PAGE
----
Throughout Jewish thought there is an understanding that the ultimate purpose of creation is to complete ourselves and the world around us (see Ramchal, Da’at Tevunot) – therefore since Choni’s whole essence was the pursuit and accomplishment of this mission he is able to do the things he does. He reminds God, and more importantly all the people of the town, of this fact by drawing a circle and standing in it. When the people see this, they are reminded of the need to perfect themselves and God is reminded about Choni and how awesome he is. The people start working towards perfection and this, coupled with the tremendous respect God has for Choni let’s Choni do these miracles. This is also why Choni talks to God like they are best friends, because they are. Choni is a circle maker, he perfects the world which is the ultimate will of God for creation – they are best friends.
So what does all this mean for us? Today is the 60th day of our journey, but it sure isn’t the last day. Today’s Jewish mission is to complete the circle, be like Choni and work on perfecting yourself and the world around you, help others grow and become complete. Help the world become whole.
Today’s Jewish mission is the last of this journey, but it is the first of your Jewish life – like a circle, it is the end, but also the beginning. Take what you have learned and keep learning and growing, keep perfecting yourself and work on becoming a whole, complete person. Find people in your life who can guide you and help you along that road (as always, feel free to reach out to me or your NCSY advisors for help). Finally, go out into the world and make it a better place, make yourself more complete and whole and help others do the same. Completing the circle is really a mission we can work on for the rest of our lives…maybe this is why it is the ultimate purpose of creation.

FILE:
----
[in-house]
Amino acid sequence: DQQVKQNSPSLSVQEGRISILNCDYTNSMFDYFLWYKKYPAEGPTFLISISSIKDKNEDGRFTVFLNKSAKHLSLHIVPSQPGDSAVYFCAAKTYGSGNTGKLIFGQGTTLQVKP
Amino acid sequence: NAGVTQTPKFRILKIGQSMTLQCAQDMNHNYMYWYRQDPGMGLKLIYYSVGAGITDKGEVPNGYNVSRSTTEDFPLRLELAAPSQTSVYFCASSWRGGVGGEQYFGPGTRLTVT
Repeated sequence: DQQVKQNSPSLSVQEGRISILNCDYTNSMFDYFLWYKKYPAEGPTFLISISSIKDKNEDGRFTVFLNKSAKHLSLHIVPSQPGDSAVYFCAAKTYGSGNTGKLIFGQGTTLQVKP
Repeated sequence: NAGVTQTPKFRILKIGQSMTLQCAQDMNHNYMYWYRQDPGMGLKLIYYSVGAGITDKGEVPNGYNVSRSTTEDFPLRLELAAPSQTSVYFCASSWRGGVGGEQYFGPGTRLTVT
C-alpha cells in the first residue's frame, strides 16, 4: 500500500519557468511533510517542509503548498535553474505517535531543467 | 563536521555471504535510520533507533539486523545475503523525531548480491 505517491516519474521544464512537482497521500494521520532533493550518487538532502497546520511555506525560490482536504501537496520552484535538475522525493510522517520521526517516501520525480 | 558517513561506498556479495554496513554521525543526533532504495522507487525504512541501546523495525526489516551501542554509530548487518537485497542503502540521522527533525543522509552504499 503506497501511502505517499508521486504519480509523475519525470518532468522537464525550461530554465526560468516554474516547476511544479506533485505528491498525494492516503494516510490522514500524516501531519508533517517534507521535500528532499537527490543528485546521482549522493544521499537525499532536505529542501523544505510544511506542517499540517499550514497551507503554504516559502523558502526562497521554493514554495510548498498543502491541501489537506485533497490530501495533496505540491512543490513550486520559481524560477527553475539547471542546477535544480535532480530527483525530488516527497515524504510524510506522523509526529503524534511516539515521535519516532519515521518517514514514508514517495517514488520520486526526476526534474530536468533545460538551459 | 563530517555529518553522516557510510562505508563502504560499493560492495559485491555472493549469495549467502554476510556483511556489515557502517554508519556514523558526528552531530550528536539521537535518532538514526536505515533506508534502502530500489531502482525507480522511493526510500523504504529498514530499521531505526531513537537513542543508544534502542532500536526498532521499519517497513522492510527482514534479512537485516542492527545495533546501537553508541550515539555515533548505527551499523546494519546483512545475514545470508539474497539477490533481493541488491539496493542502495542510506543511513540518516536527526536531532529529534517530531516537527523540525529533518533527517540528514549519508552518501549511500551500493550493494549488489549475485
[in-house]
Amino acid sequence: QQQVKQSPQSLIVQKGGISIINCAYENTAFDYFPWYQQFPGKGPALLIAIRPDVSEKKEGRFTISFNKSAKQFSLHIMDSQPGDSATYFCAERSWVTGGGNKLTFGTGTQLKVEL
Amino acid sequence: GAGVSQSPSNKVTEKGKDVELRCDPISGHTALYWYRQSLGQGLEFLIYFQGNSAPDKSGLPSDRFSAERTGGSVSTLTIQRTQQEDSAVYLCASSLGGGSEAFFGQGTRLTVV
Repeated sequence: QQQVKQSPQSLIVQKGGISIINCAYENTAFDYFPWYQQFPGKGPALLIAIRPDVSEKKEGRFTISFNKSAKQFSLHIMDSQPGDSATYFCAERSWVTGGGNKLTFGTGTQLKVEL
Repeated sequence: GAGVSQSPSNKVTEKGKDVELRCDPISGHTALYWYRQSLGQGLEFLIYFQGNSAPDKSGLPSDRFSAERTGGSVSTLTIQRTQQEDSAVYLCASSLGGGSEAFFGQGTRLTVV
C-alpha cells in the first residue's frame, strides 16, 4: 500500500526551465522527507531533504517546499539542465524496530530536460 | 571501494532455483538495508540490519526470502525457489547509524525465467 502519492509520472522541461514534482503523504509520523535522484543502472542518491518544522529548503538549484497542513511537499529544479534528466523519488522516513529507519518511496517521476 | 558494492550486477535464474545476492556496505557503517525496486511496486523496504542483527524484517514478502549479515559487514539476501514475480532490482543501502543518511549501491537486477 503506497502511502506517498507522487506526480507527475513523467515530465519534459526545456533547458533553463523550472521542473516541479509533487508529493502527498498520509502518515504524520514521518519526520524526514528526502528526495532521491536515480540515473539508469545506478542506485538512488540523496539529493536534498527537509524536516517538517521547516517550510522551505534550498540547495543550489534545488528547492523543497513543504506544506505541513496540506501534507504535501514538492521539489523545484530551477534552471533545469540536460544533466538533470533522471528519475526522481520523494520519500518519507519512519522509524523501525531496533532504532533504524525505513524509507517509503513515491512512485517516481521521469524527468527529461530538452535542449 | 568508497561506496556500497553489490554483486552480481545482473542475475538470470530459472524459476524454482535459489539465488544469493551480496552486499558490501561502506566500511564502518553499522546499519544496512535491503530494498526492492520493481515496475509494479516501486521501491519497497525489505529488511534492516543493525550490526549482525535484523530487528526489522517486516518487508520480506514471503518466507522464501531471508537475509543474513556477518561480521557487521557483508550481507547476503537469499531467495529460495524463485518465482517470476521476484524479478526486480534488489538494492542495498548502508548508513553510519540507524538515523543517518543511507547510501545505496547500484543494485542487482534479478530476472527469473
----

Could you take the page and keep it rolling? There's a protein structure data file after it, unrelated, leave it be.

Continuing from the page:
An Epilogue: The story of Choni doesn’t end there. We are told that later on he was walking down a path and saw a young boy planting a carob tree. He asked him, “How long will that tree take to grow and give fruit?” The boy responded, “Seventy years.” Choni replied,”Why are you planting it? You won’t even get any fruit from it!” The boy replied, “My grandparents planted Carob trees for me and I enjoy them, now I am planting carob trees for my grandkids so they can enjoy them!” Then Choni fell asleep for seventy years and when he woke up he saw a boy who looked like the boy who was planting the Carob tree and asked, “Was it you that planted that Carob tree?” The boy replied, “No, it was my grandfather.” Choni now began to realize what was happening and asked “Is the son of Choni the circle maker still alive?”, the boy told him, “No, but his grandson is.” The message of this end of the story is that, sometime there are things that seem beyond our reach, Choni couldn’t fathom the idea of doing something which wouldn’t be realized until seventy years in the future because it would obviously not further ones self-completion (remember Choni was all about 60, so the fact that 70 years is used here is no coincidence) but he learned a valuable lesson, sometimes if we can’t complete something in our life, we need to plant the seeds for our children and grandchildren to complete it. [והמבין יבין – the one who understands will understand]